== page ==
Despite the fact that a recent half-day workshop for staff managers with the educational service Common Ground Conversations on Race was well received, Gray wrote, funding isn’t available to continue the training. The $3,500 spent on the workshop accounted for the entire HR, Safety and Risk Management budget, she said.
The SERJ commission’s draft letter cites the training as a positive step, adding that a DEI manager should be brought on to handle such training opportunities and other tasks assigned to the commission that necessitate a staff person.
Gray said Monday she supports the commission’s efforts and a dedicated position, and that HR staff are working closely with the city manager to address capacity and budget factors that have limited the two-staff member department’s ability to support SERJ.
“We have been under water in HR during the pandemic with additional and ever-changing mask mandates, employee COVID absence management, high turnover, and, more recently, the questions surrounding vaccine mandates and the implications on our workforce,” Gray said.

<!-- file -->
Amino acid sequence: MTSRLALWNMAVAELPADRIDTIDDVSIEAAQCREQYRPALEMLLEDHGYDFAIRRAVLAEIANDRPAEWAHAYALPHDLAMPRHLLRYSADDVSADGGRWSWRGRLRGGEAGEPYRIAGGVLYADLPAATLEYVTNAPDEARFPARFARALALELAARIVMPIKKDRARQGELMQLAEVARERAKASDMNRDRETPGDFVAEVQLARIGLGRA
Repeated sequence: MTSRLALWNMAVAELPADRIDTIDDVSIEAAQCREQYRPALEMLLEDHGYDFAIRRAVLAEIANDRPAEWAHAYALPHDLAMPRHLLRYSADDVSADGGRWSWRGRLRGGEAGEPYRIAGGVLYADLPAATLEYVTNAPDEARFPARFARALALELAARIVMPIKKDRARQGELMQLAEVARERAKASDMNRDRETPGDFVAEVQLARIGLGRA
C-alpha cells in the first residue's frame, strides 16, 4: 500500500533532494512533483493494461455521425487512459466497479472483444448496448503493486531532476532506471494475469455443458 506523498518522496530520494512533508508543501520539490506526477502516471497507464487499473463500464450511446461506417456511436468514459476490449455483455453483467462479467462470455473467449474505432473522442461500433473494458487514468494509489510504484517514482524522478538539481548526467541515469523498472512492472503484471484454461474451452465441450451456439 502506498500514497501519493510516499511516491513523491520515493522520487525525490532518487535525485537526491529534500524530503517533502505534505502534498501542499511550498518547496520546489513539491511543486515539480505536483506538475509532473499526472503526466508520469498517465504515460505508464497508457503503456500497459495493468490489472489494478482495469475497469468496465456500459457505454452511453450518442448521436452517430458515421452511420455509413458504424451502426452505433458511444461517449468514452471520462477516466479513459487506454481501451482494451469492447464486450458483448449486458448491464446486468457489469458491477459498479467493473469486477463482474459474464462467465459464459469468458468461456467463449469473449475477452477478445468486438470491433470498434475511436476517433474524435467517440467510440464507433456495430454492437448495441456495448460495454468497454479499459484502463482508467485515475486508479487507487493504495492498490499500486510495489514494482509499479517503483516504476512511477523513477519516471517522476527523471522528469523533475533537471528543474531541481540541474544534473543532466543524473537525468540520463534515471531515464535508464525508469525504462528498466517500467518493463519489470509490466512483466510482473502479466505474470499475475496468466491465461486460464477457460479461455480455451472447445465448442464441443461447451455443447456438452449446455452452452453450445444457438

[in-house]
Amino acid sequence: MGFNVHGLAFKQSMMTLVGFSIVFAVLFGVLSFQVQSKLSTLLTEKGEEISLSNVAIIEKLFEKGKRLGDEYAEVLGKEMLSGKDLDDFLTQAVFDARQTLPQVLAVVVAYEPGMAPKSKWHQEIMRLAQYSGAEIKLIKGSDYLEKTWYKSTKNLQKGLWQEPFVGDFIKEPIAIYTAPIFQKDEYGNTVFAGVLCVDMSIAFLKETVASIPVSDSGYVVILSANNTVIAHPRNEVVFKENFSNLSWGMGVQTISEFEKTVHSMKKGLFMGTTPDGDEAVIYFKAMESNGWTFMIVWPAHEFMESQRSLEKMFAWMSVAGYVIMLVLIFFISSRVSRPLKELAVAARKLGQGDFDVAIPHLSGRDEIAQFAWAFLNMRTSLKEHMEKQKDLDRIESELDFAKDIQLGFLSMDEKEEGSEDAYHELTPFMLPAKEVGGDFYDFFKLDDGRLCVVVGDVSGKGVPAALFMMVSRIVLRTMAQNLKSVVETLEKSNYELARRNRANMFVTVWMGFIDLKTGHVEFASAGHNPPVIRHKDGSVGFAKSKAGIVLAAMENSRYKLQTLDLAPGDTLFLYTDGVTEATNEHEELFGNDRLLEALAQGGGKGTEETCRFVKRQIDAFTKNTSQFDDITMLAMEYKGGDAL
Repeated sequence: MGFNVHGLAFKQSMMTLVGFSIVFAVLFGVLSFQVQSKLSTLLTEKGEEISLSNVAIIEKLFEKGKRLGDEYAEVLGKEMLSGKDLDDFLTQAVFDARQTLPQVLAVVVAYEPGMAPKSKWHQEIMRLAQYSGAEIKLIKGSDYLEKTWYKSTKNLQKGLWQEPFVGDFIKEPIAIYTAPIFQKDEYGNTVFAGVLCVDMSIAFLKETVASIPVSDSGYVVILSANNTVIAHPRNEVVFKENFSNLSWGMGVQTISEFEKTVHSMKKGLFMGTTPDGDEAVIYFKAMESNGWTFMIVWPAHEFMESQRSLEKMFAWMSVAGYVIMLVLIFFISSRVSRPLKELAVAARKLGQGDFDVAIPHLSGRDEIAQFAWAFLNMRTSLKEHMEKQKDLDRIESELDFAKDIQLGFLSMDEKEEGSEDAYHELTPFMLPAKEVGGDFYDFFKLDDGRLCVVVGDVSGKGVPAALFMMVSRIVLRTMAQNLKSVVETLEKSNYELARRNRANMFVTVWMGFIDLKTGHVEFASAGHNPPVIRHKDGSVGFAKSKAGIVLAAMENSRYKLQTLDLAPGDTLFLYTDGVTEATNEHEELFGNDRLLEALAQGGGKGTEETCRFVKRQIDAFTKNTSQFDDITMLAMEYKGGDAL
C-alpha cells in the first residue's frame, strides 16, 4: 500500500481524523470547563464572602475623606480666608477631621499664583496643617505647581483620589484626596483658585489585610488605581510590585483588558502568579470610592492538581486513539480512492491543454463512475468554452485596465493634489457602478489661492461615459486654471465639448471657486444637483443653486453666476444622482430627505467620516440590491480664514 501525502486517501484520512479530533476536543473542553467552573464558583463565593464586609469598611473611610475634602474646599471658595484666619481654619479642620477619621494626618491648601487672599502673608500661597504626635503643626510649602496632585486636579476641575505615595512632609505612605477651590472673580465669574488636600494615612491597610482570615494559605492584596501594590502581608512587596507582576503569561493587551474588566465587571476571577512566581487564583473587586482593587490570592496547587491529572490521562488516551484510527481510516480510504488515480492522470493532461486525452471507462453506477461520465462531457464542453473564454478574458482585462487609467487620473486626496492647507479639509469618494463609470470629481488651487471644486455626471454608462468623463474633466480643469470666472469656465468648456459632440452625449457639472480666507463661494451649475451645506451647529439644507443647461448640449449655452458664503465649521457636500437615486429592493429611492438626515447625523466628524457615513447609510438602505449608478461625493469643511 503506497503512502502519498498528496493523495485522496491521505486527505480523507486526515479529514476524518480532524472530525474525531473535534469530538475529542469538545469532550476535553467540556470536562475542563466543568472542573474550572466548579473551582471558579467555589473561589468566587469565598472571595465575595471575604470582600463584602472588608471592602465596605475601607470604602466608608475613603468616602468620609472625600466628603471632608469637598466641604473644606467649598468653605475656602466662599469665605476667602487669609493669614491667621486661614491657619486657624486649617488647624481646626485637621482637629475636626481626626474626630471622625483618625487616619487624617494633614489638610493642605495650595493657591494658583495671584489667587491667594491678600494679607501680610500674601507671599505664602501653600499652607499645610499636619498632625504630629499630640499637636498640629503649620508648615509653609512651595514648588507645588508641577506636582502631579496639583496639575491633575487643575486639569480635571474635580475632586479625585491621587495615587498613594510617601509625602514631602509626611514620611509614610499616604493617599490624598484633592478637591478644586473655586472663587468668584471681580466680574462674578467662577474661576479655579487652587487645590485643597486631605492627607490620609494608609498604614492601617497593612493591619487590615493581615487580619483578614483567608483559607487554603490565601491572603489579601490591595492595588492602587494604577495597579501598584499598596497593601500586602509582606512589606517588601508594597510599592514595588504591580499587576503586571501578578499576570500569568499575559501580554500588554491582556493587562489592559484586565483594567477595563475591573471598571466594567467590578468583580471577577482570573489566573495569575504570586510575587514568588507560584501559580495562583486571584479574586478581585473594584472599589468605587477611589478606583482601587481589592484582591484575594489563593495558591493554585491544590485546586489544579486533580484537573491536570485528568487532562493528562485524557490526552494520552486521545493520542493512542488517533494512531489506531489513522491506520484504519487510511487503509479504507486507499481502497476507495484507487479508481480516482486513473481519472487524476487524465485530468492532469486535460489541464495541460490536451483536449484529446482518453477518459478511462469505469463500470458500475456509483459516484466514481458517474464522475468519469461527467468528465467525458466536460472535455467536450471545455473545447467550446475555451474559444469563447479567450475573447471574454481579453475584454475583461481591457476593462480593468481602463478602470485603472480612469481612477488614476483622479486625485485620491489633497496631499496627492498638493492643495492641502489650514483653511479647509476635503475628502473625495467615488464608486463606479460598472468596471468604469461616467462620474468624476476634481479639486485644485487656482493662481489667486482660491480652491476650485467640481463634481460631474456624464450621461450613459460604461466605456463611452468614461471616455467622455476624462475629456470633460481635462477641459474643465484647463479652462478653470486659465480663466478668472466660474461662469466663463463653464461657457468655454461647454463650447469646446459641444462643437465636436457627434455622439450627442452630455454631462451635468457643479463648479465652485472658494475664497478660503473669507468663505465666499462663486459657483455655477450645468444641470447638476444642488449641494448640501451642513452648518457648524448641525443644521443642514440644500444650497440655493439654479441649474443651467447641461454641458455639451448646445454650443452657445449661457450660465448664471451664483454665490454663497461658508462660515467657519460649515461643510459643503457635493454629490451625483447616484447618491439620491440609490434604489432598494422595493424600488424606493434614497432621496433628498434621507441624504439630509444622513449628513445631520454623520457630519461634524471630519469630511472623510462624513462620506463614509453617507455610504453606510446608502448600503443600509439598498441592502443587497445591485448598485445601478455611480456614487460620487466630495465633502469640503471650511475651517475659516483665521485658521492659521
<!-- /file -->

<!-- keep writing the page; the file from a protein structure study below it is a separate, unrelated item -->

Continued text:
As far as the fiscal feasibility of a dedicated DEI staff position, Gray pointed to the City Council’s budget discussions, which are expected to include community engagement to help determine funding priorities, she said.
The SERJ Commission is slated to deliver a report to the council in January, highlighting plans for conciliatory services among other efforts.
“An individual may approach the commission regarding a specific instance of prejudice, discrimination or racism,” according to the ordinance. “If there is a mutual agreement from all parties involved in the incident, then the commission shall arrange for impartial, nonbinding, collaborative conciliatory services that do not conflict with the functions of any other government body.”
The commission could conceivably find people knowledgeable about social equity and racial justice nuances at the municipal and state level to offer conciliatory services at low or no cost, Muse said, but “what happens when you start to aggregate all of that data?” she posed.
“The mail storm that would happen to the city when you start to aggregate that data around racial incidents, what would happen legally for the city, may not only dismantle the City Council but the commission as well,” Muse said, emphasizing the importance of neutrality, policy understanding and clear planning in establishing conciliatory services.